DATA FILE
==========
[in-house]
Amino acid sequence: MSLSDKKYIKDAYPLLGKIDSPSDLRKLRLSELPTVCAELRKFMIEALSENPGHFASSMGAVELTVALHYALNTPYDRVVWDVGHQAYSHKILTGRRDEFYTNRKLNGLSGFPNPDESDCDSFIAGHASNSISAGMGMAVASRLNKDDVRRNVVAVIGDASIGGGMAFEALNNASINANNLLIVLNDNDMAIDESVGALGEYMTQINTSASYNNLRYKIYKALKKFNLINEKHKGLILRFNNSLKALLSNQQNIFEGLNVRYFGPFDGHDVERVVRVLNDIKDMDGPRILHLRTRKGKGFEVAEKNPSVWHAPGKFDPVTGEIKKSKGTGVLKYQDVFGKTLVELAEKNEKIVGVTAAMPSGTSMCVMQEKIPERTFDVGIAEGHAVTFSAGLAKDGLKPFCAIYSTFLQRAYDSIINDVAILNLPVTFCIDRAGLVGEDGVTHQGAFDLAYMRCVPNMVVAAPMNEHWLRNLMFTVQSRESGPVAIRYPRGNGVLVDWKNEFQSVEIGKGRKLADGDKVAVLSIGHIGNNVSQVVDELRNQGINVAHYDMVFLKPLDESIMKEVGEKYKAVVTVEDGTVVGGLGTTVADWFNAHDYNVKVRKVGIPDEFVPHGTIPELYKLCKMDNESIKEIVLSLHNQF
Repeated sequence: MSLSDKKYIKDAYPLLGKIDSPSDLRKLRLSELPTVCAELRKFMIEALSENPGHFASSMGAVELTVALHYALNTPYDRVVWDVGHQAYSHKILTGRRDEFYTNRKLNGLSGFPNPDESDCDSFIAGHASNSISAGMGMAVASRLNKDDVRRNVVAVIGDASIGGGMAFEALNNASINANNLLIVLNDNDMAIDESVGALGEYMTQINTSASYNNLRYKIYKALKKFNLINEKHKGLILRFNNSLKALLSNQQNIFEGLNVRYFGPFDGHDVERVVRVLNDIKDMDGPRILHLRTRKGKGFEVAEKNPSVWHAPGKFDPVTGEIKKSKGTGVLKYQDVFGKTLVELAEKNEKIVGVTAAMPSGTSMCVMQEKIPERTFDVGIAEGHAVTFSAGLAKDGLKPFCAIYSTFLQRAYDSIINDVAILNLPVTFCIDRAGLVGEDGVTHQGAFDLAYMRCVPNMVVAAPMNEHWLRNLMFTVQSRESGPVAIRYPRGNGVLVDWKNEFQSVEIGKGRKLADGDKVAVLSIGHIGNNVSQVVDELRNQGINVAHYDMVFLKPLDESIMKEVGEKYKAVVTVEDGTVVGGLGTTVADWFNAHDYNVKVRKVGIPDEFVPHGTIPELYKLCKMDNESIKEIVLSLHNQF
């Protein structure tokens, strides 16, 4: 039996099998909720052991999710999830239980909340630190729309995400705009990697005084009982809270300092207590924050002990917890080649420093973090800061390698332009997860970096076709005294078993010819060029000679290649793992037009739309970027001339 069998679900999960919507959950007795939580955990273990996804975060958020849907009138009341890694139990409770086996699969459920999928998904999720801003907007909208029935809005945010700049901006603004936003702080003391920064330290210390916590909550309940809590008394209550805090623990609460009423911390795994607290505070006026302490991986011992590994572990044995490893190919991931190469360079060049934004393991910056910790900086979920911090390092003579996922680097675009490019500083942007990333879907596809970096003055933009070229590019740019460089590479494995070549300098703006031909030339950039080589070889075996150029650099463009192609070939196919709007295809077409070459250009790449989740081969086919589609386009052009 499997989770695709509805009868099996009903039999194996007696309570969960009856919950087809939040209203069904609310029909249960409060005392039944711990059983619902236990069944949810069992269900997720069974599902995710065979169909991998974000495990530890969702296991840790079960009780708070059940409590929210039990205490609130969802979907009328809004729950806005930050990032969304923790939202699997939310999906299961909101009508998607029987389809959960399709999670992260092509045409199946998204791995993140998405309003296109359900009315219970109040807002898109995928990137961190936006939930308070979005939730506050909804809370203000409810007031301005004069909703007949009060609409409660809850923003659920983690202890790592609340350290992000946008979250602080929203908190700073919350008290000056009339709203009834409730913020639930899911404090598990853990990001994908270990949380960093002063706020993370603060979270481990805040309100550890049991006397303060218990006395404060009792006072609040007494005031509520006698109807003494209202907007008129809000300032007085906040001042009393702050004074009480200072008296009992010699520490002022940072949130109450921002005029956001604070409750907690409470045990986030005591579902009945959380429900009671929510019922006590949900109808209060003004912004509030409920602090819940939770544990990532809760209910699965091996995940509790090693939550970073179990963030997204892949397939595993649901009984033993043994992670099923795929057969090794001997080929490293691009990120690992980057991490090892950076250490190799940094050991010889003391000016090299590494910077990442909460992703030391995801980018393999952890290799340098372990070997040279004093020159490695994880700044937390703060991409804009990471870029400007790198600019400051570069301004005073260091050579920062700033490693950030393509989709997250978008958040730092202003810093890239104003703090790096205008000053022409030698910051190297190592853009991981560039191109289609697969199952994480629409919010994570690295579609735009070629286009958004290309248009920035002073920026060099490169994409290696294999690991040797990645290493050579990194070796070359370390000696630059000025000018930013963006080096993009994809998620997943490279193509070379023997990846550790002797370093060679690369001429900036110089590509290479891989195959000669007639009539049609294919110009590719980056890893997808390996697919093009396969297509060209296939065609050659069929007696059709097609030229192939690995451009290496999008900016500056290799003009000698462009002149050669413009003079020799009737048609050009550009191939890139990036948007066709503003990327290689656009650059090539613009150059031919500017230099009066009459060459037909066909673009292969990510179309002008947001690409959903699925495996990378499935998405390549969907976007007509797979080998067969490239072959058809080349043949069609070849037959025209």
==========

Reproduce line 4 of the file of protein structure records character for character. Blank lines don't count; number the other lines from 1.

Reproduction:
């Protein structure tokens, strides 16, 4: 039996099998909720052991999710999830239980909340630190729309995400705009990697005084009982809270300092207590924050002990917890080649420093973090800061390698332009997860970096076709005294078993010819060029000679290649793992037009739309970027001339 069998679900999960919507959950007795939580955990273990996804975060958020849907009138009341890694139990409770086996699969459920999928998904999720801003907007909208029935809005945010700049901006603004936003702080003391920064330290210390916590909550309940809590008394209550805090623990609460009423911390795994607290505070006026302490991986011992590994572990044995490893190919991931190469360079060049934004393991910056910790900086979920911090390092003579996922680097675009490019500083942007990333879907596809970096003055933009070229590019740019460089590479494995070549300098703006031909030339950039080589070889075996150029650099463009192609070939196919709007295809077409070459250009790449989740081969086919589609386009052009 499997989770695709509805009868099996009903039999194996007696309570969960009856919950087809939040209203069904609310029909249960409060005392039944711990059983619902236990069944949810069992269900997720069974599902995710065979169909991998974000495990530890969702296991840790079960009780708070059940409590929210039990205490609130969802979907009328809004729950806005930050990032969304923790939202699997939310999906299961909101009508998607029987389809959960399709999670992260092509045409199946998204791995993140998405309003296109359900009315219970109040807002898109995928990137961190936006939930308070979005939730506050909804809370203000409810007031301005004069909703007949009060609409409660809850923003659920983690202890790592609340350290992000946008979250602080929203908190700073919350008290000056009339709203009834409730913020639930899911404090598990853990990001994908270990949380960093002063706020993370603060979270481990805040309100550890049991006397303060218990006395404060009792006072609040007494005031509520006698109807003494209202907007008129809000300032007085906040001042009393702050004074009480200072008296009992010699520490002022940072949130109450921002005029956001604070409750907690409470045990986030005591579902009945959380429900009671929510019922006590949900109808209060003004912004509030409920602090819940939770544990990532809760209910699965091996995940509790090693939550970073179990963030997204892949397939595993649901009984033993043994992670099923795929057969090794001997080929490293691009990120690992980057991490090892950076250490190799940094050991010889003391000016090299590494910077990442909460992703030391995801980018393999952890290799340098372990070997040279004093020159490695994880700044937390703060991409804009990471870029400007790198600019400051570069301004005073260091050579920062700033490693950030393509989709997250978008958040730092202003810093890239104003703090790096205008000053022409030698910051190297190592853009991981560039191109289609697969199952994480629409919010994570690295579609735009070629286009958004290309248009920035002073920026060099490169994409290696294999690991040797990645290493050579990194070796070359370390000696630059000025000018930013963006080096993009994809998620997943490279193509070379023997990846550790002797370093060679690369001429900036110089590509290479891989195959000669007639009539049609294919110009590719980056890893997808390996697919093009396969297509060209296939065609050659069929007696059709097609030229192939690995451009290496999008900016500056290799003009000698462009002149050669413009003079020799009737048609050009550009191939890139990036948007066709503003990327290689656009650059090539613009150059031919500017230099009066009459060459037909066909673009292969990510179309002008947001690409959903699925495996990378499935998405390549969907976007007509797979080998067969490239072959058809080349043949069609070849037959025209």